My bipolar disorder and the pandemic
I was diagnosed with bipolar disorder in September 2018, after a stressful exam season, following which I decided to interrupt my studies for a year. Despite having suffered from anxiety since I was a teenager, my mind felt, more than ever, like an enemy, and I was left with nothing. Who was I? My thoughts were sick and distorted; my humanity stripped away. Almost two years later, I am in a much better place, under the right medications, but, most of all, I have learnt to accept myself. Then, last month, a new hurricane hit me.
On the 9th of March, the Italian prime minister Giuseppe Conte established a quarantine, restraining the movement of people and imposing the closure of non-essential businesses. Panic. Misinformation. Death. Disrupted routines and an uncertain future. The recent COVID-19 pandemic has challenged health systems, politicians and has shaken our consciences, and as scientists are rushing to find a vaccine, we are all searching for answers, ways to cope and get together.
Scared to go back home and put my family at risk, I was in London with no possibility of seeing my family any time soon. Not long after, my university, UCL, closed. The long-gone anxiety came back, and I felt despair, panic and fear. Time had changed its structure, frozen in a never-ending present. I had no perspective and no way out: the oblivion was sucking the life out of me.
I am in control of my present
After moving out of my accommodation to a more serene and befriended situation, I was able to slowly change to a more positive mindset. I felt extremely lucky that my friends and family were safe and, despite everything going on, to be alive. The tachycardia, the cold sweats, the restlessness started to quieten. I realised that the future was still not in my control, but my present was.
I love planning, and I need certainty—a vision. And I get distraught when my plans get disrupted, my routine revolutionised. The outbreak has, although, shown me that I can adapt to change. And I did. Despite the absolute uncertainty, I now take control of my daily actions. I focus on the little things, rather than on the big picture. When the world became overwhelming, painful or just too much, isolation has allowed me to reflect on myself and to test my resilience in a safe environment. No comparison, no judgement, no external pressures. Just me and my mind. I realised that the future was still not in my control, but my present was.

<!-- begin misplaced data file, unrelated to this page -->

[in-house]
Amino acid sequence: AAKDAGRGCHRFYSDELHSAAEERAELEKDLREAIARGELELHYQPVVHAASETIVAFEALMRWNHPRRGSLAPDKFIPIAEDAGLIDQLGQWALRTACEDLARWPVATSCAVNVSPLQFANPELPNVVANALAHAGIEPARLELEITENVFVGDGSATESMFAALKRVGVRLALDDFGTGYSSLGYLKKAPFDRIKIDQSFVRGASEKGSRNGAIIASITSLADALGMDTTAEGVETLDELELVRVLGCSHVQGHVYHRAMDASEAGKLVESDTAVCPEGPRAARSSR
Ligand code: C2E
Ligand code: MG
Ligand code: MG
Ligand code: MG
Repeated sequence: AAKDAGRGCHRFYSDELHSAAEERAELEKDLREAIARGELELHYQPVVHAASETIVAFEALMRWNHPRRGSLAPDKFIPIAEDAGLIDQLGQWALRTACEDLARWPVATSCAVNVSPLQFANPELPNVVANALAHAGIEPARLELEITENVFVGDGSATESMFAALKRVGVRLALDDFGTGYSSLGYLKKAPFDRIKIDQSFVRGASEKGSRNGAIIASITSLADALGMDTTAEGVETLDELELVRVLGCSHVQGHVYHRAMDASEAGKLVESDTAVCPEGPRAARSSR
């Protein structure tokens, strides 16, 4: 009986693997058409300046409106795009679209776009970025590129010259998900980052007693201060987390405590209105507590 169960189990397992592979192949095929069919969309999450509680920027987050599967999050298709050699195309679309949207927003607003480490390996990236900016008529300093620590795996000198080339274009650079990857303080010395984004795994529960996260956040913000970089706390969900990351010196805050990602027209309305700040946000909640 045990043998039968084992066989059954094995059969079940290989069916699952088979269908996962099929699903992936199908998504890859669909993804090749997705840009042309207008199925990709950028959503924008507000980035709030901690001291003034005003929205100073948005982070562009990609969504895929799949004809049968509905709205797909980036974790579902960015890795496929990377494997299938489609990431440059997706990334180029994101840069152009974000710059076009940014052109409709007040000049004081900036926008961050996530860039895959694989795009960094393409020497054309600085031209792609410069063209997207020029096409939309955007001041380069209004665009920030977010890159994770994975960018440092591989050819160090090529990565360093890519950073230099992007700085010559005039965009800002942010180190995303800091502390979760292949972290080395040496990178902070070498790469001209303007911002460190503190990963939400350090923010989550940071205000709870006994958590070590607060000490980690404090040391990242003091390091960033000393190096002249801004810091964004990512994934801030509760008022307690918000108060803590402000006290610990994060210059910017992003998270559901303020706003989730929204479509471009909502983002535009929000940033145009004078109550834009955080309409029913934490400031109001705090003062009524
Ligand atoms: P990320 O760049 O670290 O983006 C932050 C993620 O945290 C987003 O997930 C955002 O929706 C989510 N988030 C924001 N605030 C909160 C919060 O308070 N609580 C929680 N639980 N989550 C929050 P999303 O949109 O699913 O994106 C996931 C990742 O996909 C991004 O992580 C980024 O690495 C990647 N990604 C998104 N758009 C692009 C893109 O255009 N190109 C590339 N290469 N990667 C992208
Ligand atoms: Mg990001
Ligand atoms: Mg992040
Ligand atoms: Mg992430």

Time to heal
Before the pandemic, the external world used to scare me. I was comparing myself to my peers and suffering from exaggerated imposter syndrome. There was always a gap between where I was and where I wanted to be, and I felt like I was always catching up on someone or something. By continuously expecting more from myself, I always ended up disappointed. Then, just as things were getting too much and every action, yet so simple, was becoming unbearable, I had the opportunity of focusing solely on myself. Now I am more resilient and more self-aware.
Even if COVID-19 has stripped away many things, it gave me time, time to heal and move on.